An ACT coroner has recommended that the ACT Government conduct regular safety checks of off-road bicycle paths after it was revealed that it had been warned about a gravel-strewn stretch in Tuggeranong that contributed to the death of a Canberra cyclist.
Chief Coroner Lorraine Walker made the recommendation in her findings about the death in 2018 of Dr Teresa Foce, a psychiatrist working at the Canberra Hospital, who collided with a builder’s trailer on the roundabout at Tharwa Drive and Mentone View in Conder.
Dr Foce had been out riding with her husband, Michael Kearney, when she lost control of her bike while braking to avoid colliding with a utility towing a trailer.
A Transport Canberra engineer’s report after the accident found that gravel had been washed down onto the path from the adjacent nature reserve and the surface was also damaged.
Police photographs also showed gravel on the path, affecting Dr Foce’s ability to brake as she tried to cross Mentone View.
Four years earlier there had been a complaint that the path kept filling up with dirt, and the path had been cleaned in response.
“This makes it incredibly dangerous on a bicycle, since you come down the hill at speed (off the road or the path) are braking and suddenly hit this corner filled with dirt … Could the dirt please be removed and the issue looked into?” the unknown person said.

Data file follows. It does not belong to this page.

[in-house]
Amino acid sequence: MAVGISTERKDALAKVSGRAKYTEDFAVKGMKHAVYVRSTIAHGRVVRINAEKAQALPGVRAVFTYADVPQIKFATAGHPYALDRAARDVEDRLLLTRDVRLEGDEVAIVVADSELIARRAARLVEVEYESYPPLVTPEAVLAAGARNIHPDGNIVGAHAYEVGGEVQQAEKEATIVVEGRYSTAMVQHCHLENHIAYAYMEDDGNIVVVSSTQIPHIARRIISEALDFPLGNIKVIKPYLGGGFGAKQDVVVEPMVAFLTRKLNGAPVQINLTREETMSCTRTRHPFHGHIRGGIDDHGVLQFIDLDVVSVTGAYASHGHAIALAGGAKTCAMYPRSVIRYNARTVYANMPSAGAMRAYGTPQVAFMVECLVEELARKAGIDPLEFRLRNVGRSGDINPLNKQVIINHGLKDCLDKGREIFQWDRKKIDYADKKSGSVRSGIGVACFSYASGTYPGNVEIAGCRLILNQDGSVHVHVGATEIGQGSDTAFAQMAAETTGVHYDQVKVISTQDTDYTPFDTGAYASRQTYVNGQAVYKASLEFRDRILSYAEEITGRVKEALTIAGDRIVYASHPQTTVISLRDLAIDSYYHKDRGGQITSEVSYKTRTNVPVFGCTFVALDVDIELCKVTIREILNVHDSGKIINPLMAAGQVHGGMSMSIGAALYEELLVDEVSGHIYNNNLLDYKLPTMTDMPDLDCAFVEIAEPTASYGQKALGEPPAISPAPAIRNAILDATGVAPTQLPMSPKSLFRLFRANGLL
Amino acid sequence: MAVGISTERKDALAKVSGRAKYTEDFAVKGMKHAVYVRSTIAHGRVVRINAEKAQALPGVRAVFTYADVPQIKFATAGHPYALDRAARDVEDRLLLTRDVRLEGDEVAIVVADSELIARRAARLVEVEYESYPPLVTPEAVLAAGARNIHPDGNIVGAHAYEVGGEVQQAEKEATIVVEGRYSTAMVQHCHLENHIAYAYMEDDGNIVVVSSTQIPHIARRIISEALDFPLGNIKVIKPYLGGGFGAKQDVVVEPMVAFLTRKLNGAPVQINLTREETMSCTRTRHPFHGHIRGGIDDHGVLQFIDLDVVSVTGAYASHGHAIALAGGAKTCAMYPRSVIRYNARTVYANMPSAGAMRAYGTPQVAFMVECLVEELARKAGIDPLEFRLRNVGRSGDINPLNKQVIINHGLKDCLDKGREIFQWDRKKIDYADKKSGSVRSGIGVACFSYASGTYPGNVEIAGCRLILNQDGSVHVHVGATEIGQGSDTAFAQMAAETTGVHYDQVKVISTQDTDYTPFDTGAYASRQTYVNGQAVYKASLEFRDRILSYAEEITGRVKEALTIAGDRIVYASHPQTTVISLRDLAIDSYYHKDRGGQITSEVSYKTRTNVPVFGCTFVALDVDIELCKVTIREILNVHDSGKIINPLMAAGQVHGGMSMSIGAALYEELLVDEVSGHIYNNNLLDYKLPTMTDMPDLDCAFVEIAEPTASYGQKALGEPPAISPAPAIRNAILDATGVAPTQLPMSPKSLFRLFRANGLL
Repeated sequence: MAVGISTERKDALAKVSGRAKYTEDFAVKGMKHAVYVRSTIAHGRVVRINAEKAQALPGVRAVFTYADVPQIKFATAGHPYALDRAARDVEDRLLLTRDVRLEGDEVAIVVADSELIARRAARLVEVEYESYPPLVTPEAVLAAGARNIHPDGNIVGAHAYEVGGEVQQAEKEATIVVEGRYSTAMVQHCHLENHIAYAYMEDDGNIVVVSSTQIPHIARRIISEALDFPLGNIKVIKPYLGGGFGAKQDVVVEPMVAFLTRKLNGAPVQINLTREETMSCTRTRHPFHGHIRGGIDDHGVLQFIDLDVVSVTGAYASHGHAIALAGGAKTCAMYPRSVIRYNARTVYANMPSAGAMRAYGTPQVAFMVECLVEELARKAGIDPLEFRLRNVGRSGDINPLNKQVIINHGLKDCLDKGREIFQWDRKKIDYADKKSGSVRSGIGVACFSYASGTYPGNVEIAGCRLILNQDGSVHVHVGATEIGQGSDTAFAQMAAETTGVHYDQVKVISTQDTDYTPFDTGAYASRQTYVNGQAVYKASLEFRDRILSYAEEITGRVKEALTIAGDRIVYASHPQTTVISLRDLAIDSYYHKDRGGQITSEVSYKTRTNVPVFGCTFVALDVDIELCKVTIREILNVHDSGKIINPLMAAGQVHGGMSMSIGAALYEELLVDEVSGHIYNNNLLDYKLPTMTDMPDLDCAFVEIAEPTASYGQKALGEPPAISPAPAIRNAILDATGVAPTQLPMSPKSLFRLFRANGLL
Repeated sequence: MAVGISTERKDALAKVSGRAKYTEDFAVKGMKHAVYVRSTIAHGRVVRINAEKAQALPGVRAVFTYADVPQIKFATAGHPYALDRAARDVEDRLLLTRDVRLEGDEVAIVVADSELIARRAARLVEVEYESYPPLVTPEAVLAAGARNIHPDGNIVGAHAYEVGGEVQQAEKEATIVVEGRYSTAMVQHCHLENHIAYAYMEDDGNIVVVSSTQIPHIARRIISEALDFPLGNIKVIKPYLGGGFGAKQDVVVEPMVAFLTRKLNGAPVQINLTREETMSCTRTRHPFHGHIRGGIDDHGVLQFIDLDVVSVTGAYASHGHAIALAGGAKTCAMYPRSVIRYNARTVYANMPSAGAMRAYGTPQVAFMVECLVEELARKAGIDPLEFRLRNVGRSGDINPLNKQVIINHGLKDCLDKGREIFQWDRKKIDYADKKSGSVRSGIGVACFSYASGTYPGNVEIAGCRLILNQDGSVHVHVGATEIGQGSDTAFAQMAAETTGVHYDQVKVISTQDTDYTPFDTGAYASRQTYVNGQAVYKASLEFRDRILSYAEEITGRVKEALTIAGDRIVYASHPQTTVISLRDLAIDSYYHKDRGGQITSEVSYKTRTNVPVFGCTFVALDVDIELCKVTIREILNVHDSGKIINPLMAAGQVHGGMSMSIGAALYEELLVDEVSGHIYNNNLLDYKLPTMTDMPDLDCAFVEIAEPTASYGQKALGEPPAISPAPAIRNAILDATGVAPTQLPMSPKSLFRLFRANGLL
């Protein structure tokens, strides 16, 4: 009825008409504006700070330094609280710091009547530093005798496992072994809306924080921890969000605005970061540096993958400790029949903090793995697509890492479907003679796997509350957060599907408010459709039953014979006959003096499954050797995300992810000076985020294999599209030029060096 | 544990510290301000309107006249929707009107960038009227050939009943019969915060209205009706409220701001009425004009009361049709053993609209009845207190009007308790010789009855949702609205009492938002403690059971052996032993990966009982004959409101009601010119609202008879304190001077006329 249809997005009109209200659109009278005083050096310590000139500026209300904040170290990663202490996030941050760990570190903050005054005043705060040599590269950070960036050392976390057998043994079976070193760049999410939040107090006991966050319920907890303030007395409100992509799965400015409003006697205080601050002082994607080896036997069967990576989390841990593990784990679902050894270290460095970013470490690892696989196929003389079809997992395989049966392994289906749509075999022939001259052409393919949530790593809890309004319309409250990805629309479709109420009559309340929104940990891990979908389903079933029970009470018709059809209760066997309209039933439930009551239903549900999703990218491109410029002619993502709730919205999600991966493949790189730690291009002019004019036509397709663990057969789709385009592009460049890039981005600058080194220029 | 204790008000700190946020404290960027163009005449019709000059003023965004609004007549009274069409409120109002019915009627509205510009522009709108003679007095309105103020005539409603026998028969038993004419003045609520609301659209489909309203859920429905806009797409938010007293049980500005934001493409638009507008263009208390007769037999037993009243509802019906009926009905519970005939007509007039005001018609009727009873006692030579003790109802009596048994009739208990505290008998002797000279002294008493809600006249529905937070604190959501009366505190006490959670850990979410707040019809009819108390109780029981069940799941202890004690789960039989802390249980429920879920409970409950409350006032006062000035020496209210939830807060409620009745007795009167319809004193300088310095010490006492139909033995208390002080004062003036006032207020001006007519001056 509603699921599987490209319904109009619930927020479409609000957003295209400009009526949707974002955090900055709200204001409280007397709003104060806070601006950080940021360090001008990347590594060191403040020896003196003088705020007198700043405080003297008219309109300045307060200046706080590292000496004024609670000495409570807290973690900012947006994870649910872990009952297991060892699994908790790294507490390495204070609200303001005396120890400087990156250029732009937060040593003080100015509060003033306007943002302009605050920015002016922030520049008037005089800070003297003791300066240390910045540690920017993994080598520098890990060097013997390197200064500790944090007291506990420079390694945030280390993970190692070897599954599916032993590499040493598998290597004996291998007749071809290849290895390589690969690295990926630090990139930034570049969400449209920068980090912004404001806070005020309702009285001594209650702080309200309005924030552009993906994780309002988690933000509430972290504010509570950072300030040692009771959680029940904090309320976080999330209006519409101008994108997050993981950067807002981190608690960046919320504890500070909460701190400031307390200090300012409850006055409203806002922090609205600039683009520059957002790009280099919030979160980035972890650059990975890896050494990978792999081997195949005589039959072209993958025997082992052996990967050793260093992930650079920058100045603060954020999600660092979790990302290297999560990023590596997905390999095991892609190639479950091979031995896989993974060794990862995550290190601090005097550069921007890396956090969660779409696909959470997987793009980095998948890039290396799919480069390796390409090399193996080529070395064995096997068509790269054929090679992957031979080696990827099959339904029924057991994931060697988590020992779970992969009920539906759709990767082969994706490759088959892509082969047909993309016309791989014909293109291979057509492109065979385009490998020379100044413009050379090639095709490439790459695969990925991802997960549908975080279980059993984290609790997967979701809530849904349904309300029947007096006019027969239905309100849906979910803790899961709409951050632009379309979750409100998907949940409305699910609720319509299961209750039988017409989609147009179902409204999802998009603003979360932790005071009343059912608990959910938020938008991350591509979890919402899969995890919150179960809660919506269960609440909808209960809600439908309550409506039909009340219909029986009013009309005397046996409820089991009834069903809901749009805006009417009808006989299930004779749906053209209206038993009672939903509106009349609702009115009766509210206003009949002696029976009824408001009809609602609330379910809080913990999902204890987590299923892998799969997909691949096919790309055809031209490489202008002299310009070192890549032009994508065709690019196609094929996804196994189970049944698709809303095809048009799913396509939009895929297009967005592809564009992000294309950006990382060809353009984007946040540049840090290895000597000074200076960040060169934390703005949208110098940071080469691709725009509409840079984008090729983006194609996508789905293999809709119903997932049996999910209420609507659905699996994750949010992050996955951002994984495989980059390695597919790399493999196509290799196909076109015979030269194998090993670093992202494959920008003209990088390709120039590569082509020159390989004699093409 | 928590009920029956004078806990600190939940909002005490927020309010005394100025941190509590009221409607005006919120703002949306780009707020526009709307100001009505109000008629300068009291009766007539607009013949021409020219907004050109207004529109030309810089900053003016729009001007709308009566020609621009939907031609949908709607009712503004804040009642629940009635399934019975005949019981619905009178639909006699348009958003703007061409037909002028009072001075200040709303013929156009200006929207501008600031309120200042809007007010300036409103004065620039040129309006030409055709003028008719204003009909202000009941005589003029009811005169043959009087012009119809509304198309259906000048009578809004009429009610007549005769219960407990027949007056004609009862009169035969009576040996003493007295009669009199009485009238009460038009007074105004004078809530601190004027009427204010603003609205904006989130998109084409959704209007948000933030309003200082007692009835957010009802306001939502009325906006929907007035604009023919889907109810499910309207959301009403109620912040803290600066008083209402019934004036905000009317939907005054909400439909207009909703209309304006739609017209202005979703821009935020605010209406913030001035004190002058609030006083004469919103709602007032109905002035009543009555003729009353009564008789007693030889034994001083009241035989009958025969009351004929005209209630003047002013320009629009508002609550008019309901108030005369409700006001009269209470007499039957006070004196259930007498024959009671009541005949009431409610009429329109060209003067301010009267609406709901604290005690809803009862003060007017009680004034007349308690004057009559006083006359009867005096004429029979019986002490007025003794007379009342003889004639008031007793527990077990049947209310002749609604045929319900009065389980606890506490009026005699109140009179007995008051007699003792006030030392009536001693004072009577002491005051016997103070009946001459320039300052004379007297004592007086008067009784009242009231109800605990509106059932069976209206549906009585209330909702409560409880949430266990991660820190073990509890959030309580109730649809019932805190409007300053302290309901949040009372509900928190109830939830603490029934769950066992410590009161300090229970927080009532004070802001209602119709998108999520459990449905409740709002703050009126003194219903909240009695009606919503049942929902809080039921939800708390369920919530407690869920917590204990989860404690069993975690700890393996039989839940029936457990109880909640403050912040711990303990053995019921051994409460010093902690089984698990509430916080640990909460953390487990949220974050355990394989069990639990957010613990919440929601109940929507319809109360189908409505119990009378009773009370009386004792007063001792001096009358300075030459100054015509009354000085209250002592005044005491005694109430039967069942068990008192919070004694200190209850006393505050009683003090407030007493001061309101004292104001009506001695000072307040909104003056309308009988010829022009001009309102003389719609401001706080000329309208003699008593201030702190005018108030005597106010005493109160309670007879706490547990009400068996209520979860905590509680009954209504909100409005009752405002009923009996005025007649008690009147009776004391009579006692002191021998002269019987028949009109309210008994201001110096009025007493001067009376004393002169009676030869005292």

Since the accident, the path has been repaired and a retaining wall built to prevent debris covering the path.
But Ms Walker said that given the location was previously known to have issues with debris, the ACT Government should institute a regular audit program with frequent inspections of its off-road bicycle paths to ensure that they are appropriately maintained and there are no obstructions or risk of obstruction from the surrounding environment.
Cycling lobby Pedal Power ACT welcomed the recommendation, saying shared paths in the ACT are becoming increasingly hazardous and their condition is deteriorating to the point where complete reconstruction is sometimes required.
Pedal Power CEO Ian Ross said the current level of funding for path maintenance at around $4.7 million a year was not enough to properly manage and maintain the network.
”The ACT Government’s open data portal for cycle crashes shows that hundreds of riders are crashing on our roads and shared paths every year. We must do more to protect riders,” he said.
Mr Ross called for A Path Condition Assessment and a rolling Strategic Asset Management Plan for shared paths, similar to that existing for roads, to be introduced ahead of a rolling program of proactive maintenance.
”Teresa Foce was a valued doctor, a healer in our community. She was a mother, a partner, an athlete and a member of Pedal Power’s cycling community,” he said.
”Her loss is all the deeper because it was avoidable. A well-maintained path network which is regularly and thoroughly assessed for hazards will prevent future crashes.
”Pedal Power urges the incoming ACT Government to heed the growing number of calls to take action to properly maintain our shared paths before further avoidable tragedies occur.”
Chief Minister Andrew Barr said maintenance was part of Labor commitments to the Active Travel Infrastructure program.
”The point is well made, it is acknowledged,” he said.